Omid's Blog

Eloquent JavaScript My Notes

Here are my notes from this wonderful book on Javascript:

When you are struggling to follow the book, do not jump to any conclusions about your own capabilities. You are fine—you just need to keep at it. Take a break, re-read some material, and always make sure you read and understand the example programs and exercises. Learning is hard work, but everything you learn is yours, and will make subsequent learning easier.



This old days program:

00110001 00000000 00000000
00110001 00000001 00000001
00110011 00000001 00000010
01010001 00001011 00000010
00100010 00000010 00001000
01000011 00000001 00000000
01000001 00000001 00000001
00010000 00000010 00000000
01100010 00000000 00000000

Is the same as this one: 

var total = 0, count = 1;
while (count <= 10) {
  total += count;
  count += 1;
// → 55

There is only one value in JavaScript that is not equal to itself, and that is NaN (which stands for “not a number”).

console.log(NaN == NaN)

// → false



console.log(false ? 1 : 2);

// → 2

This one is called the conditional operator (or sometimes just ternary operator since it is the only such operator in the language). The value on the left of the question mark “picks” which of the other two values will come out. When it is true, the middle value is chosen, and when it is false, the value on the right comes out.

The difference in meaning between undefined and null is an accident of JavaScript’s design, and it doesn’t matter most of the time. In the cases where you actually have to concern yourself with these values, I recommend treating them as interchangeable (more on that in a moment).

When you want to test whether a value has a real value instead of null or undefined, you can simply compare it to null with the ==

where you do not want any automatic type conversions to happen, there are two extra operators: === and !==. The first tests whether a value is precisely equal to the other, and the second tests whether it is not precisely equal. So “” === false is false as expected.

I recommend using the three-character comparison operators defensively to prevent unexpected type conversions from tripping you up. But when you’re certain the types on both sides will be the same, there is no problem with using the shorter operators.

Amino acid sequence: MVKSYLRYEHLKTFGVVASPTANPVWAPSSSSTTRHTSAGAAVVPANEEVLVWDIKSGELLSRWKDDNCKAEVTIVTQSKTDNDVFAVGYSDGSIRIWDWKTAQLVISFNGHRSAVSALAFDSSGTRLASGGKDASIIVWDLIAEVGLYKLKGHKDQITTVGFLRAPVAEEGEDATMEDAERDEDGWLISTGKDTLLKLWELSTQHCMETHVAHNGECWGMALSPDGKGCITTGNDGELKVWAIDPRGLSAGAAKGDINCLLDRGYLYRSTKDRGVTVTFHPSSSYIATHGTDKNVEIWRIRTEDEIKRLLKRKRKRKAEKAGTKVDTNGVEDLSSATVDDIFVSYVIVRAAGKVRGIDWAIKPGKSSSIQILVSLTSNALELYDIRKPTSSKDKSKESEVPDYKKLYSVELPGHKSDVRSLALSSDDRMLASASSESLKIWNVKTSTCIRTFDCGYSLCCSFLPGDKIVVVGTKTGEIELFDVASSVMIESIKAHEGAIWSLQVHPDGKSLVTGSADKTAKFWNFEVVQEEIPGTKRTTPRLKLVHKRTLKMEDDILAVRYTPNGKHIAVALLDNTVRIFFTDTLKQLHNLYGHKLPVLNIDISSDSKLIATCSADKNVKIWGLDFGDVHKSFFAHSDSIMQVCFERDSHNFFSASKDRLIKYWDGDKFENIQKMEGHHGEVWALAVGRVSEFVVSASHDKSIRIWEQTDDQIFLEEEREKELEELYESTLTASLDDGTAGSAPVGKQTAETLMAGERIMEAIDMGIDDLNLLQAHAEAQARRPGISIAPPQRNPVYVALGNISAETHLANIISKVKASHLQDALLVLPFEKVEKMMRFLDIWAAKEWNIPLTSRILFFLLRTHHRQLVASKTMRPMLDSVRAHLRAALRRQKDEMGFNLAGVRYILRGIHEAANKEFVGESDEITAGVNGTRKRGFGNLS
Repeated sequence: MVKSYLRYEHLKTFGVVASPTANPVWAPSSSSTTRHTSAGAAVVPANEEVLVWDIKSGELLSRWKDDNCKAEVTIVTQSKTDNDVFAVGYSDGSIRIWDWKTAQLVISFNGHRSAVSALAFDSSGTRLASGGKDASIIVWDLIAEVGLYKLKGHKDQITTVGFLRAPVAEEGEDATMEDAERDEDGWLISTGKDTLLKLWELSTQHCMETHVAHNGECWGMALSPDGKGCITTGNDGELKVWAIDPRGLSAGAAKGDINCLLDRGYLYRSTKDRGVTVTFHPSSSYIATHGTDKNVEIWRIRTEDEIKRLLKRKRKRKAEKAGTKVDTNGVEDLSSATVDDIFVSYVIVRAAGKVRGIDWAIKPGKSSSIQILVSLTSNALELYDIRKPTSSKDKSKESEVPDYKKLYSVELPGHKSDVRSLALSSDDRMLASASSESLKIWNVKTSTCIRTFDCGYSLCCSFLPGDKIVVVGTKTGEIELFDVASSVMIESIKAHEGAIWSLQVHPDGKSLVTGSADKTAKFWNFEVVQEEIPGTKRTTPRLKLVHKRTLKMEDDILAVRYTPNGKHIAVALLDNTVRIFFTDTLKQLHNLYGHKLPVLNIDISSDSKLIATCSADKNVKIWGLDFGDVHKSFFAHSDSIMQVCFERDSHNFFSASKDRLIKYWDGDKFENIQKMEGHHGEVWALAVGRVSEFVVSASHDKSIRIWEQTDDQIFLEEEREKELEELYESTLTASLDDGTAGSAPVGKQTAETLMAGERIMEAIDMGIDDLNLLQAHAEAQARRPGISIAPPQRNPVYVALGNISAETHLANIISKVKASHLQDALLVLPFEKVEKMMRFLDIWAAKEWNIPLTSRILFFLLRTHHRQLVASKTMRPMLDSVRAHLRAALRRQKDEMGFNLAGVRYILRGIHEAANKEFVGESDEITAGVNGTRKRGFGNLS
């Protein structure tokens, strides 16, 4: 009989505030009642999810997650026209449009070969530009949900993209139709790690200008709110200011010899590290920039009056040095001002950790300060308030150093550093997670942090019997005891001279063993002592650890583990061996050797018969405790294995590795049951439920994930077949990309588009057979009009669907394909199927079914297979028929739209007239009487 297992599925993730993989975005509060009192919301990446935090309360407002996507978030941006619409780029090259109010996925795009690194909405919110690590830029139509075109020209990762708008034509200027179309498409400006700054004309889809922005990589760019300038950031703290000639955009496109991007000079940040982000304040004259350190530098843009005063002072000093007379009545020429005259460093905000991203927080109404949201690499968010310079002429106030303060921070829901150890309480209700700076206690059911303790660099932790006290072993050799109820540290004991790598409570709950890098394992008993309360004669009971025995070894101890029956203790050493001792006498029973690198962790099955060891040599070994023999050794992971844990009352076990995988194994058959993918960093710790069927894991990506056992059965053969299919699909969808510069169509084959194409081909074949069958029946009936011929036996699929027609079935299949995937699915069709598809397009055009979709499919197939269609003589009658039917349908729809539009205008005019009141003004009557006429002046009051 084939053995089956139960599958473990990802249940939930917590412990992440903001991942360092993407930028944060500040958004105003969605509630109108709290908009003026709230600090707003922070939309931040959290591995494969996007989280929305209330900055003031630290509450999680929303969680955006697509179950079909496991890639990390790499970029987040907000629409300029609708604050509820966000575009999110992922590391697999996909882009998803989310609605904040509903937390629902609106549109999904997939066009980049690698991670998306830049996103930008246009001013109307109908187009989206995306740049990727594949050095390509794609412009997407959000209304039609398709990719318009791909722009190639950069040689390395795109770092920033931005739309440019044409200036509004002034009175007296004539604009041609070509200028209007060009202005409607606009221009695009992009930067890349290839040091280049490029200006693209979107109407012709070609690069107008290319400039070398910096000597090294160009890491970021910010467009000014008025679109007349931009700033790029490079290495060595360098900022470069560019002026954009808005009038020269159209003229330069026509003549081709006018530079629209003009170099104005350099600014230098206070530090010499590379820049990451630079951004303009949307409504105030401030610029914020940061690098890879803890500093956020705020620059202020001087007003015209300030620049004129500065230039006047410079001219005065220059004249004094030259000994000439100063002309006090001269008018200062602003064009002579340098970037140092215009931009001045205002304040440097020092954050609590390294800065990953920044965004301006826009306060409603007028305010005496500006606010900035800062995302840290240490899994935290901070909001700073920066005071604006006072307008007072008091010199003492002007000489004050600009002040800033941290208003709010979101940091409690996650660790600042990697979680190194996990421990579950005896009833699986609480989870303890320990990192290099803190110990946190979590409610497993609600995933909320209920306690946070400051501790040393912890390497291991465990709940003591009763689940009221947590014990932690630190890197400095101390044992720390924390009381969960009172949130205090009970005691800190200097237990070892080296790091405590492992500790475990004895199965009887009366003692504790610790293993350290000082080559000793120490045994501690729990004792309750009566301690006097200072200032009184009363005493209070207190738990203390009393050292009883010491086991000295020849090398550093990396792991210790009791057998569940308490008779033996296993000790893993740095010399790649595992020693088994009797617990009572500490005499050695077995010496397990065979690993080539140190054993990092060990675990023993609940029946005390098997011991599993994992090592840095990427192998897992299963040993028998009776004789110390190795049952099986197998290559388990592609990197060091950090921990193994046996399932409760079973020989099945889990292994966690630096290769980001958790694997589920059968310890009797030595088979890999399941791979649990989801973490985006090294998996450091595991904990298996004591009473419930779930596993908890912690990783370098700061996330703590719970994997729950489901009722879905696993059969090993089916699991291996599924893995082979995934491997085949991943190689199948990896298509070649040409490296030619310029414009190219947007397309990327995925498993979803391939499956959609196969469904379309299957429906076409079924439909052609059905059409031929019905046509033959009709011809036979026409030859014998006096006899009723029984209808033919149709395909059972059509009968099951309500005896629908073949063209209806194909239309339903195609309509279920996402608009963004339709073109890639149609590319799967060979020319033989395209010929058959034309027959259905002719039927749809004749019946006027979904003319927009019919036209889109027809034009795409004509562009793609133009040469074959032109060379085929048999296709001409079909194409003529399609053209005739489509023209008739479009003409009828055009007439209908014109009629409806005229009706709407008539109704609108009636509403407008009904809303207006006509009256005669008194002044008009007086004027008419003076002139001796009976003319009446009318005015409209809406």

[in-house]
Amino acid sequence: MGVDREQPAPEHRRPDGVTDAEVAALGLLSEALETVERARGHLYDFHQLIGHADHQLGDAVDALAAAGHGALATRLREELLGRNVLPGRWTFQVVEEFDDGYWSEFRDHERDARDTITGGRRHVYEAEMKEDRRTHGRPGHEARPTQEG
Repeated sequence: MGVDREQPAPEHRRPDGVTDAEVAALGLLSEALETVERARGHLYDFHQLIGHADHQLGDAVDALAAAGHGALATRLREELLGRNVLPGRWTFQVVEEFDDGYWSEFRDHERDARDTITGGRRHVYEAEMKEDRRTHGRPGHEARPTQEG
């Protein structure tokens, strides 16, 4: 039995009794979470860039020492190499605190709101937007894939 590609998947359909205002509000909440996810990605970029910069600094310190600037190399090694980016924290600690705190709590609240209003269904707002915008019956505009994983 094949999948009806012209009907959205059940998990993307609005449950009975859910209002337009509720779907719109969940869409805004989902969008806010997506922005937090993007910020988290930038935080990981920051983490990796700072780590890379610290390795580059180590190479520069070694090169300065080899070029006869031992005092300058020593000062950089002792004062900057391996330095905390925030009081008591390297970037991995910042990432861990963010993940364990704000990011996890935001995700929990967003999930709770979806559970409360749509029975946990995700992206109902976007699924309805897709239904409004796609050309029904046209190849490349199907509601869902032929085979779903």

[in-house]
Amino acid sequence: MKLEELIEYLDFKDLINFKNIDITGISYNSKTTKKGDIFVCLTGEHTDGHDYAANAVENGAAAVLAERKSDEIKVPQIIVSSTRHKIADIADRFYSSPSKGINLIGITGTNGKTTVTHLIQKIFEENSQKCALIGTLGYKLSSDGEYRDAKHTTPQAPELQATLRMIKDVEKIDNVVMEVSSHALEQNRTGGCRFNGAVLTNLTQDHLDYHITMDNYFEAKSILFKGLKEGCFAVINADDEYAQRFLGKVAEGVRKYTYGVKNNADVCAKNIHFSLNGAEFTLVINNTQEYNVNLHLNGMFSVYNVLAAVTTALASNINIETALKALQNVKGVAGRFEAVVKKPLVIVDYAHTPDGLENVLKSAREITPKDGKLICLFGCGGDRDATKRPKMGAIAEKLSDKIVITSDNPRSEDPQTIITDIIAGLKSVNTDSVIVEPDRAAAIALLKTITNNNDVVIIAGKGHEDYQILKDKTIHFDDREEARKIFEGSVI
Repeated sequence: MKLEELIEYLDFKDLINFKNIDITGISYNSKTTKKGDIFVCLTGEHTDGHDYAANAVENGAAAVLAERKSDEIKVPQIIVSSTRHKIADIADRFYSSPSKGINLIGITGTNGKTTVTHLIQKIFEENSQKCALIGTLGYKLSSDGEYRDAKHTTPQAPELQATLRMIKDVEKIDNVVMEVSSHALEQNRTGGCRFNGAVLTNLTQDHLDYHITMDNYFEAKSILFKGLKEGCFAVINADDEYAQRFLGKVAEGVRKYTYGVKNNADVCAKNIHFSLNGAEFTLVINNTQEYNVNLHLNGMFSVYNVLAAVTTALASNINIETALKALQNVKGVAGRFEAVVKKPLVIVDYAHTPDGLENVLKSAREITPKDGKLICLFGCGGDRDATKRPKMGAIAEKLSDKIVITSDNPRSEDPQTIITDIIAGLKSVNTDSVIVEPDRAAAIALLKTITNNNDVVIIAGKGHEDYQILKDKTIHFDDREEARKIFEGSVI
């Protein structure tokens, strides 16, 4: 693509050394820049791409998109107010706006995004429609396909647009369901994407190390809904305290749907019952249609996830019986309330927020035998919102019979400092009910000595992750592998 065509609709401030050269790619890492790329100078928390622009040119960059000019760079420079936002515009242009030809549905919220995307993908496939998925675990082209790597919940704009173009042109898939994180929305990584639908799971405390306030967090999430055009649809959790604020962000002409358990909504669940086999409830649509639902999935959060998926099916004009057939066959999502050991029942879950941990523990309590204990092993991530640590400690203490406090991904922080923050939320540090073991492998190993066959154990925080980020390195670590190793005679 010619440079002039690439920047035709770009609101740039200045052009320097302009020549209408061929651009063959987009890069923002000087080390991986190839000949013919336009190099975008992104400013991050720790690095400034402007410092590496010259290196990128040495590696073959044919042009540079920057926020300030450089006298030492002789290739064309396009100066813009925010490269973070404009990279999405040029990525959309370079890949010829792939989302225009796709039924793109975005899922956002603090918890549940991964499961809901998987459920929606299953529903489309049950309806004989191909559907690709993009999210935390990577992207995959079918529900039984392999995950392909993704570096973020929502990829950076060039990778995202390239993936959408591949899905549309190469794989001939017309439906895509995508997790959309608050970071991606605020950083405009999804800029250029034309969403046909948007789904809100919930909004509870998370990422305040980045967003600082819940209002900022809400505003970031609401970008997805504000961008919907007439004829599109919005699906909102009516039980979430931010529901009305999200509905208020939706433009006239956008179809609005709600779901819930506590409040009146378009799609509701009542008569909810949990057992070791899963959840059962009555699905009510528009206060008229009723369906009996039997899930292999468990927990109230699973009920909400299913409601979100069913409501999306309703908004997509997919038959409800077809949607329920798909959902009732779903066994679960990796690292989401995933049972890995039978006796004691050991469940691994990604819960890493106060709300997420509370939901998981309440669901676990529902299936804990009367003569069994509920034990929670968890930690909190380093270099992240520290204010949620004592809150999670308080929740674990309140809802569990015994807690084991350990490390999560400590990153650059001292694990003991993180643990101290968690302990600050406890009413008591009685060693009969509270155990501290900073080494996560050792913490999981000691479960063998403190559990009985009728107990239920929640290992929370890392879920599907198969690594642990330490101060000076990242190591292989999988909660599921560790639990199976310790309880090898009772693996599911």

The || operator, for example, will return the value to its left when that can be converted to true and will return the value on its right otherwise.

This functionality allows the || operator to be used as a way to fall back on a default value. If you give it an expression that might produce an empty value on the left, the value on the right will be used as a replacement in that case.

The && operator works similarly, but the other way around. When the value to its left is something that converts to false, it returns that value, and otherwise it returns the value on its right.

the expression to their right is evaluated only when necessary. In the case of true || X, no matter what X is—even if it’s an expression that does something terrible—the result will be true, and X is never evaluated. The same goes for false && X, which is false and will ignore X. This is called short-circuit evaluation.

do {

var name = prompt(“Who are you?”);

} while (!name);


This program will force you to enter a name. It will ask again and again until it gets something that is not an empty string. Applying the ! operator will convert a value to Boolean type before negating it, and all strings except “” convert to true.

The continue keyword is similar to break, in that it influences the progress of a loop. When continue is encountered in a loop body, control jumps out of the body, and continues with the loop’s next iteration.


Chapter 1 Exercises

Ang Demo{.jsbin-embed}

Ang Demo{.jsbin-embed}

The solution in the book is amazing:

Ang Demo{.jsbin-embed}

The way it has used console.log(output || n); and the empty string is neat!

Posted October 21, 2014

Omid Hezaveh lives and works in Helsinki find him on twitter